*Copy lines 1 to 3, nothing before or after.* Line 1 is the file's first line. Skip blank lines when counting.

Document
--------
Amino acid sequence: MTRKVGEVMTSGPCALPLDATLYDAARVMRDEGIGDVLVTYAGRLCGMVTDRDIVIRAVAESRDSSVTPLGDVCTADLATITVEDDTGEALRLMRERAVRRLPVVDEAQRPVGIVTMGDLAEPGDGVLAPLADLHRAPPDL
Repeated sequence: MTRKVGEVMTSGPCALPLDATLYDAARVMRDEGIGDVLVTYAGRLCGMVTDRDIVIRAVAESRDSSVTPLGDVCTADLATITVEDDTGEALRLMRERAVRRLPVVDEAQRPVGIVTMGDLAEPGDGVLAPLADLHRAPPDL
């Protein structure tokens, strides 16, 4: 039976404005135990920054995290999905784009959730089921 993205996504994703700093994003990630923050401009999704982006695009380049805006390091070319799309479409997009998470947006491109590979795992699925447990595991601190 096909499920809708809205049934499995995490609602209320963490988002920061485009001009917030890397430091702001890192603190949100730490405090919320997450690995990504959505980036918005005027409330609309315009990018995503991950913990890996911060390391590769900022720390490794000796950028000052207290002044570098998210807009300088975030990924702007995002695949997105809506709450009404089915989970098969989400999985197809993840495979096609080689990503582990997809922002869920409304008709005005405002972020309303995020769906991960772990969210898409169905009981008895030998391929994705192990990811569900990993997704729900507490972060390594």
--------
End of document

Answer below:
Amino acid sequence: MTRKVGEVMTSGPCALPLDATLYDAARVMRDEGIGDVLVTYAGRLCGMVTDRDIVIRAVAESRDSSVTPLGDVCTADLATITVEDDTGEALRLMRERAVRRLPVVDEAQRPVGIVTMGDLAEPGDGVLAPLADLHRAPPDL
Repeated sequence: MTRKVGEVMTSGPCALPLDATLYDAARVMRDEGIGDVLVTYAGRLCGMVTDRDIVIRAVAESRDSSVTPLGDVCTADLATITVEDDTGEALRLMRERAVRRLPVVDEAQRPVGIVTMGDLAEPGDGVLAPLADLHRAPPDL
């Protein structure tokens, strides 16, 4: 039976404005135990920054995290999905784009959730089921 993205996504994703700093994003990630923050401009999704982006695009380049805006390091070319799309479409997009998470947006491109590979795992699925447990595991601190 096909499920809708809205049934499995995490609602209320963490988002920061485009001009917030890397430091702001890192603190949100730490405090919320997450690995990504959505980036918005005027409330609309315009990018995503991950913990890996911060390391590769900022720390490794000796950028000052207290002044570098998210807009300088975030990924702007995002695949997105809506709450009404089915989970098969989400999985197809993840495979096609080689990503582990997809922002869920409304008709005005405002972020309303995020769906991960772990969210898409169905009981008895030998391929994705192990990811569900990993997704729900507490972060390594």